The simplified Newark charging system
GOOD results have been obtained from the use of what has come to be known as the simplified Newark system. This omits the commonly known borrowers' cards (Cat. no. 1127.1). The system may be used only when there is no restriction as to the number of books loaned to one person, and is best adapted to libraries in small or medium sized cities. Permitting the borrower to take any reasonable number of books at one time is in keeping with the modern library spirit. The borrower's card is often a great nuisance, as it is easily misplaced or lost, if retained by the borrower when not in use, and is very apt to be left at home when most wanted.
Plan of use
An application blank printed only on one side of the card is signed in the usual manner by the borrower. It gives in addition the borrower's number. In charging a book to the borrower the date slip and book card are stamped with date of issue or date due, preferably the latter, and the borrower's number is written on the book card, with the same date added. The book cards are then filed in the charging tray under the date due, using date guides (Cat. no. 43531E).
The application cards should be filed alphabetically within easy reach at the charging desk. It saves space to file the cards on end in trays (Cat. no. 1203, 1203.1, or 1200) or in drawers of the desk. The size and number of trays or drawers needed will depend upon the number of borrowers the library is likely to have.
On the blank side of the card, at one end, is typed the borrower's number, name, and address. Space should be left below for memorandum of fines or notes of damages, etc., or a record may be kept on slips (3" x 4") filed in front of the application card.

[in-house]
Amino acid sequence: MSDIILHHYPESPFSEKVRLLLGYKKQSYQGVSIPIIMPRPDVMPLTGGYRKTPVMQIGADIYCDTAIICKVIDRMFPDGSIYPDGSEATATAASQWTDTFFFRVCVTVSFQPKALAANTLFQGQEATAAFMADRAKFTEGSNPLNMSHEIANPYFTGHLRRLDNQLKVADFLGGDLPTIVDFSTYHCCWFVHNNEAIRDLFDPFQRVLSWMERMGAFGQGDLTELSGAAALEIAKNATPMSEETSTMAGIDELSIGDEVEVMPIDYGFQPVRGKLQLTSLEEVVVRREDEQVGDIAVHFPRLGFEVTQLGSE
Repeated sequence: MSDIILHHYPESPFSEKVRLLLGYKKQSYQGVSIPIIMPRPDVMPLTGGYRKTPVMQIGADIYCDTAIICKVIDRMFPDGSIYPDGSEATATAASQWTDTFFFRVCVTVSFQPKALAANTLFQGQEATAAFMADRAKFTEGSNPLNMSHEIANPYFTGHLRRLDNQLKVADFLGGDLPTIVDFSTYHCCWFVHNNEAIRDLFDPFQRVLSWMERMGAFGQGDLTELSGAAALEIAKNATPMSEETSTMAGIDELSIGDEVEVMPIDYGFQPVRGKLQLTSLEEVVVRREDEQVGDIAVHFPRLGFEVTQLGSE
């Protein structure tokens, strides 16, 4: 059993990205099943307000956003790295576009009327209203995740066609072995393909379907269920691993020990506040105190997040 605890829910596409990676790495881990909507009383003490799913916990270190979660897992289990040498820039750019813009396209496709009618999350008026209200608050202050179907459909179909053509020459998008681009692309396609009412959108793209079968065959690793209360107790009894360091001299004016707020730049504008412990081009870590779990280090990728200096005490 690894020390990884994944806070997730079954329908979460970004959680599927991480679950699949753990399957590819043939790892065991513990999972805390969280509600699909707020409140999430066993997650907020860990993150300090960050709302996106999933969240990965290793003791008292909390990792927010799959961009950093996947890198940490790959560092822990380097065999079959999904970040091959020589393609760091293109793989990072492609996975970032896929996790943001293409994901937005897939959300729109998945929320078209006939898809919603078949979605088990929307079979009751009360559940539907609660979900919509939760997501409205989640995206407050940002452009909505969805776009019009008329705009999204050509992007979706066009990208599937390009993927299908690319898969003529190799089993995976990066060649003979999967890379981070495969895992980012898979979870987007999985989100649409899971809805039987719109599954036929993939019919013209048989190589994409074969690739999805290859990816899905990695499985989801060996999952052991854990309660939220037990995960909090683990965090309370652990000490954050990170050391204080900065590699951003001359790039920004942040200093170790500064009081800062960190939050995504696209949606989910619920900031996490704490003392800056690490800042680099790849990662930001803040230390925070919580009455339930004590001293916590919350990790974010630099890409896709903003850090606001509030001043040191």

The application file is consulted whenever books are to be issued to a borrower. This is done in order to ascertain his number, which must be used in charging, and also to determine whether there are fines due.
The advantages of this system lie in saving time both for borrower and assistant. There is less clerical work, requiring the filing of cards not in use, in replacing lost cards, and in rewriting filled cards. It is popular with both the public and librarian, as it removes many causes of friction. It tends to increase circulation, as a borrower may draw a book at any time he has the impulse to do so, regardless of how many he may already have out.
To discharge a book, the date slip is consulted to find when the book is due. The book card is then located in the charging system under the same date and merely replaced in the book without the bother of a discharge date.
If a borrower claims that the book has been returned and the library record still shows that it is charged to him, he is asked to make a thorough search at home and is assured that the library will do the same. The matter usually clears itself. The same difficulty could happen with the use of a borrower's card, as the claim may be made that the librarian failed to stamp the discharge date.
The outfit for such a charging system consists of :
Other charging systems described in Library Bureau "Library supplies" catalog may be preferred.